Thank-you to everyone who attended our session and visited our booth during the National P.E. Conference in Winnipeg during the last weekend in October! The response to pegames.org, our session and our books was absolutely incredible! Laying out our fitness/game-centric model for P.E., one that focuses on keeping the most kids active for the most amount of time possible, was instrumental to our success at the National Conference. Our session was 2 hours of fast, fun, inclusive games that had just shy of 100 people playing, learning and laughing along with us. At our booth, book sales were fast and furious, especially with the launch of our second book of 100 Games (soon to be released in eBook and hardcopy format online)! All of the comments we received from both current and new pegamers alike were overwhelmingly positive, and the feedback we received from both book buyers, as well as the individuals in our session, was to keep on creating quality, fun, fitness-based games that keep our kids active!
Hi, and welcome to pegames.org. This site is dedicated to keeping kids active and engaged during physical activity, whether it is in the gym, outside or in the classroom. In this, the day and age of video games, Iphones and the like, it has never been more important, or necessary, to get our kids moving. The key, however, is to make sure that they are always having fun while doing it.
This site is designed specifically for anyone wanting to keep large groups of kids active. With all of our games, our mission is to keep the most amount of kids moving for the most amount of time possible. To this end, we do our very best to outline games with the smallest amount of equipment possible, and also make sure to give straightforward, simple explanations that will have your kids moving as soon as possible.
Every game, warm-up, challenge and activity on this site has been tested by our resident PE specialist. Mr. H. has been teaching physical education at the elementary school level for 7 years, and will make sure that we post only the best of the best.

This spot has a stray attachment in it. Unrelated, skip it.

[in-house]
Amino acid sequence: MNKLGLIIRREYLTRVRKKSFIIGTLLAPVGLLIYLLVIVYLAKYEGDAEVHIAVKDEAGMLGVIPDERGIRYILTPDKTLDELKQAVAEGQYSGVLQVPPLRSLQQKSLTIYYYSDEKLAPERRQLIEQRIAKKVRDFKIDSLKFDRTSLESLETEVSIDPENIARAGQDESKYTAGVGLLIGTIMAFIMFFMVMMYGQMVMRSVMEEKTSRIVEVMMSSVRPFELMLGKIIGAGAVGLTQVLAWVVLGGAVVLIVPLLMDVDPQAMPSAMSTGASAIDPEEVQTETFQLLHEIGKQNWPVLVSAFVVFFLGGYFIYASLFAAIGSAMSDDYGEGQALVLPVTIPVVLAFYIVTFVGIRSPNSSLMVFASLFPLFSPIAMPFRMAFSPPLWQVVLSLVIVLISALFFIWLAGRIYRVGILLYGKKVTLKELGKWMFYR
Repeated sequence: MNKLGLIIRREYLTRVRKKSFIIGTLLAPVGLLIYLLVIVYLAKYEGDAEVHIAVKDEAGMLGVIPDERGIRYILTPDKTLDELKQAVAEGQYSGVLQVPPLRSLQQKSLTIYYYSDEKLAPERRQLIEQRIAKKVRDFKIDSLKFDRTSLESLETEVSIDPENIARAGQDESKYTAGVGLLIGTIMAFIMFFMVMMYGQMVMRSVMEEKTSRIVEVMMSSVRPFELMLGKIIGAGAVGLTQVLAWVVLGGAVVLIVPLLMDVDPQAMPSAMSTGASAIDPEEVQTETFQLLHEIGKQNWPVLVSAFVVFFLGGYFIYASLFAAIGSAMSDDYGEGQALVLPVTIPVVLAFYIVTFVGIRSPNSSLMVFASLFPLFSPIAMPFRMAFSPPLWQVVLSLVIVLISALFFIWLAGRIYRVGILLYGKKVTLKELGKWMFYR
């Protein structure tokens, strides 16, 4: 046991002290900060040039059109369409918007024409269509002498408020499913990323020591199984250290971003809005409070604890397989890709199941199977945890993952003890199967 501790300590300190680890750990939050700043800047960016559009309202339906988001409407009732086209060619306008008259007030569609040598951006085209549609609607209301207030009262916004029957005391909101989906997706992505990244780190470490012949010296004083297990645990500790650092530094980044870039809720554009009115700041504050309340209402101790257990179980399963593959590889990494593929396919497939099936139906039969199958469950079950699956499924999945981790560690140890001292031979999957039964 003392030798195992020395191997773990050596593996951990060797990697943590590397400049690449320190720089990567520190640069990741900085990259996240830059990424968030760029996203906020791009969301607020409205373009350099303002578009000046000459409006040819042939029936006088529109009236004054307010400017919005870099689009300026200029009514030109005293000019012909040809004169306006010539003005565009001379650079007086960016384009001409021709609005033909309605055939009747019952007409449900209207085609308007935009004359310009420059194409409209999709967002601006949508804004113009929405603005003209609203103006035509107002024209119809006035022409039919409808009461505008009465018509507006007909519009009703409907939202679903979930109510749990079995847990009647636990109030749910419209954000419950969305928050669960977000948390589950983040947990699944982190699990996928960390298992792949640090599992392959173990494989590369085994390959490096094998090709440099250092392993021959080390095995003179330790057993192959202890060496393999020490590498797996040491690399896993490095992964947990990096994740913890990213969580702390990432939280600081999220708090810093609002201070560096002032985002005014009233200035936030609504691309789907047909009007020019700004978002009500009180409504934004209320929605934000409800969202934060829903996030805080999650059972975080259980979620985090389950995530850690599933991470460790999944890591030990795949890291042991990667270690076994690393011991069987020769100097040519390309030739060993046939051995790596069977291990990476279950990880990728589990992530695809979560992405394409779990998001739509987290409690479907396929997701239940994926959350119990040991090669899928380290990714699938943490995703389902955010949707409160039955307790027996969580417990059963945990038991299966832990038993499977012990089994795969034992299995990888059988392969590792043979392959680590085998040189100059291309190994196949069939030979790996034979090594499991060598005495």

Educator: Ian Cox
During the average 45 minute block of physical education, students are actually active (i.e. moving around, elevating their heart rates), for approximately 17 minutes (less than half!). With our website, and the hundreds (soon to be thousands, as our updates continue), of activities, warm-ups, games, individual and group challenges…etc. we aim to keep kids moving, moving, moving.
Please feel free to start navigating the site, as there are all sorts of options for physical activity for your students. We are updating daily, so please continue to check back frequently as there will always be something new to keep your kids smiling and active.
Playing Area: Gym or Outdoor Description: • Split the class in two and have them set up, lengthwise, in the studio as though preparing to have a tug-of-war. • Lay mats in between the two groups and have each group pick up their end of the rope. • The students must hold the rope as though they were going to do a tug-ofwar (i.e. the rope cannot be much higher than their waists and should never be more than approximately 3 feet from the ground). • Select one person to be the monkey. It is this person’s job to hang onto the rope, above...read more
Playing Area: Gym or Outdoor Description: Split students into 2 even teams. Scatter objects around the gym. Tell students that they are not allowed to cross the center line. Tell students that they are not allowed to kick objects or throw objects in an uncontrolled or hard manner. Tell students that they are in their bedrooms, and must get their room as clean as possible in 1 minute. At the end of one minute the team with the cleanest room (i.e. the team with the fewest number of objects on their side of the gym), is the winner. This game...read more
Playing Area: Classroom Description: In groups, kids must make up an action that goes with a sound. It must be an action and sound that can be repeated over and over. Place the groups around the class so that it is easy to see which group the teacher is pointing at. If the teacher points at your group, then your group starts to do its action and sound. Your group continues to do its action and sound, regardless of whether or not other groups have also started. The only time your group stops is if the teacher holds up a STOP hand towards your...read more